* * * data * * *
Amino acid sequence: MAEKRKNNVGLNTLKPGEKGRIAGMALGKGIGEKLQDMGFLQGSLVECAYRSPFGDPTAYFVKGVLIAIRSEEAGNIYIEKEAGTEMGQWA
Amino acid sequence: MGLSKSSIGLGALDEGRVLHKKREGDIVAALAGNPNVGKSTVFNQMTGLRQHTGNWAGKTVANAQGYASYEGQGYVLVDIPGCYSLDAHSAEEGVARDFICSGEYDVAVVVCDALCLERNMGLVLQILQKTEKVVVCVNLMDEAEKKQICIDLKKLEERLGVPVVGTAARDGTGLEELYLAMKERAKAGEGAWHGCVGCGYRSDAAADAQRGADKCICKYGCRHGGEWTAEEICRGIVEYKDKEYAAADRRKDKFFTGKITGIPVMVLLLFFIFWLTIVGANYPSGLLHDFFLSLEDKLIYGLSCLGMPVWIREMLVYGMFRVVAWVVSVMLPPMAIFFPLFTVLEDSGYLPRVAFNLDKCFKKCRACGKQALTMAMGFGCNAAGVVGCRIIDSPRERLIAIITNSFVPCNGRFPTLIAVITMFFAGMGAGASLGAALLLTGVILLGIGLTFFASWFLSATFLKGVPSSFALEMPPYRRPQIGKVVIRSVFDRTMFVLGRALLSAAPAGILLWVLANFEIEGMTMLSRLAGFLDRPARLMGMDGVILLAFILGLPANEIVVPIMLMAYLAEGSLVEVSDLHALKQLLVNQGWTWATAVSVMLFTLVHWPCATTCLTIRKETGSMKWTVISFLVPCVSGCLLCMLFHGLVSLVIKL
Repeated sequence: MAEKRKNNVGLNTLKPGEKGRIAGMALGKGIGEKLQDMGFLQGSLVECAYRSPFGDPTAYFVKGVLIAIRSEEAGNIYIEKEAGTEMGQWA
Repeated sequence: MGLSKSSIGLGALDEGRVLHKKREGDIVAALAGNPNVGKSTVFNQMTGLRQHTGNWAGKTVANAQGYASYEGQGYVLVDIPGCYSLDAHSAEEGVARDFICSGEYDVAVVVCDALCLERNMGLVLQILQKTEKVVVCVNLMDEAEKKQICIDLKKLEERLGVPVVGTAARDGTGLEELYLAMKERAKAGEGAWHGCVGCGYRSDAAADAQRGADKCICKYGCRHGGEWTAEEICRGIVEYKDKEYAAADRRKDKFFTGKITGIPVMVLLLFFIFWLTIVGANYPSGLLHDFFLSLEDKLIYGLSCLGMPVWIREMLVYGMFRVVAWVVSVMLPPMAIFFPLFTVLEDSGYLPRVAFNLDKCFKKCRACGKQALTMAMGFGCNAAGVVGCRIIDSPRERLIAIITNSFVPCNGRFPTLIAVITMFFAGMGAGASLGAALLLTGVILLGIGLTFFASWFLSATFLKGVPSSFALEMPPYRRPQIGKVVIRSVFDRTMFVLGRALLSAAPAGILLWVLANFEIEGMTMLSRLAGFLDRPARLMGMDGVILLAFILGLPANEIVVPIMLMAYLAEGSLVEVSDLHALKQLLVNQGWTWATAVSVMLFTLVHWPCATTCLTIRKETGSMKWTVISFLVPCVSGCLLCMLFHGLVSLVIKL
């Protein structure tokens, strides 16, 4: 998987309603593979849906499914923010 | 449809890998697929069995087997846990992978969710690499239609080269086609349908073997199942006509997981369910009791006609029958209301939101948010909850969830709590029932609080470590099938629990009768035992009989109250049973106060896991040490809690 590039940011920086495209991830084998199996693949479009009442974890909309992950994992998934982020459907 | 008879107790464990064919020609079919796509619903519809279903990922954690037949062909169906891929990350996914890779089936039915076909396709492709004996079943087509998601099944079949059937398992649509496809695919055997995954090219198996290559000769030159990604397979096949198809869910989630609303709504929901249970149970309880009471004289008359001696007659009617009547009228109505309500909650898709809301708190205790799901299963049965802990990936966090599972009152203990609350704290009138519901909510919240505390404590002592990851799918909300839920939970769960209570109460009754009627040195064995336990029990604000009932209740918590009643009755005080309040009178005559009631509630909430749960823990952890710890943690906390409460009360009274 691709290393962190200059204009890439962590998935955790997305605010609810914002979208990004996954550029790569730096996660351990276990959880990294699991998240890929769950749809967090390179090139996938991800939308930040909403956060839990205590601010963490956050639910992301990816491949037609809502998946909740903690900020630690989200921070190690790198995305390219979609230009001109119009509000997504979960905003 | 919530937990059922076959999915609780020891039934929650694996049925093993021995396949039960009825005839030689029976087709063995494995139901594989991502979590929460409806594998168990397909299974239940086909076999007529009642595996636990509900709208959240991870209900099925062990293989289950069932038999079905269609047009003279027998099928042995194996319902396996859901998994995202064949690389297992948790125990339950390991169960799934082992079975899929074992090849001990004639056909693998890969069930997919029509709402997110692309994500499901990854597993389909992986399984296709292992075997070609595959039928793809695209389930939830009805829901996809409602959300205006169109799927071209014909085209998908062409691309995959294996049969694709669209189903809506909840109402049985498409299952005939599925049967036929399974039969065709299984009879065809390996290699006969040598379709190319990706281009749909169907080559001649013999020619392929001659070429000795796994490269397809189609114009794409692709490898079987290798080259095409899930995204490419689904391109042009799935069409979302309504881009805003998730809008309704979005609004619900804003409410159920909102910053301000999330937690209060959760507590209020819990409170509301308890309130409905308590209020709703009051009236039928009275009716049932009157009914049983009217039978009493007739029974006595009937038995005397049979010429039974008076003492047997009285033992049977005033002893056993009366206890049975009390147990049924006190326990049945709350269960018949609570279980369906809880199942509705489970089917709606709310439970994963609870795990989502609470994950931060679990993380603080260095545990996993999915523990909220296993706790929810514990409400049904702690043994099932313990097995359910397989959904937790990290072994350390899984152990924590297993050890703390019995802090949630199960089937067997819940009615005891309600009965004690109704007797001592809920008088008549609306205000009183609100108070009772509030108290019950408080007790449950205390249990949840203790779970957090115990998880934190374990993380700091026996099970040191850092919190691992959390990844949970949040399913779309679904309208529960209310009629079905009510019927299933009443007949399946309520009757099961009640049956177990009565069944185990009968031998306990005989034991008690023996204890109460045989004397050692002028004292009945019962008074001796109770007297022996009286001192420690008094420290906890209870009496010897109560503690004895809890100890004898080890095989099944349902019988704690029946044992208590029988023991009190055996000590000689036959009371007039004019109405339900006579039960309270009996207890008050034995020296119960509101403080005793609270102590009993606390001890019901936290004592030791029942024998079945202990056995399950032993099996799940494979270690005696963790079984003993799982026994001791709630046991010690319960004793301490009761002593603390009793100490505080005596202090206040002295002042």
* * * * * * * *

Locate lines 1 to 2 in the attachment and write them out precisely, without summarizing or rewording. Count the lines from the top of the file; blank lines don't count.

Amino acid sequence: MAEKRKNNVGLNTLKPGEKGRIAGMALGKGIGEKLQDMGFLQGSLVECAYRSPFGDPTAYFVKGVLIAIRSEEAGNIYIEKEAGTEMGQWA
Amino acid sequence: MGLSKSSIGLGALDEGRVLHKKREGDIVAALAGNPNVGKSTVFNQMTGLRQHTGNWAGKTVANAQGYASYEGQGYVLVDIPGCYSLDAHSAEEGVARDFICSGEYDVAVVVCDALCLERNMGLVLQILQKTEKVVVCVNLMDEAEKKQICIDLKKLEERLGVPVVGTAARDGTGLEELYLAMKERAKAGEGAWHGCVGCGYRSDAAADAQRGADKCICKYGCRHGGEWTAEEICRGIVEYKDKEYAAADRRKDKFFTGKITGIPVMVLLLFFIFWLTIVGANYPSGLLHDFFLSLEDKLIYGLSCLGMPVWIREMLVYGMFRVVAWVVSVMLPPMAIFFPLFTVLEDSGYLPRVAFNLDKCFKKCRACGKQALTMAMGFGCNAAGVVGCRIIDSPRERLIAIITNSFVPCNGRFPTLIAVITMFFAGMGAGASLGAALLLTGVILLGIGLTFFASWFLSATFLKGVPSSFALEMPPYRRPQIGKVVIRSVFDRTMFVLGRALLSAAPAGILLWVLANFEIEGMTMLSRLAGFLDRPARLMGMDGVILLAFILGLPANEIVVPIMLMAYLAEGSLVEVSDLHALKQLLVNQGWTWATAVSVMLFTLVHWPCATTCLTIRKETGSMKWTVISFLVPCVSGCLLCMLFHGLVSLVIKL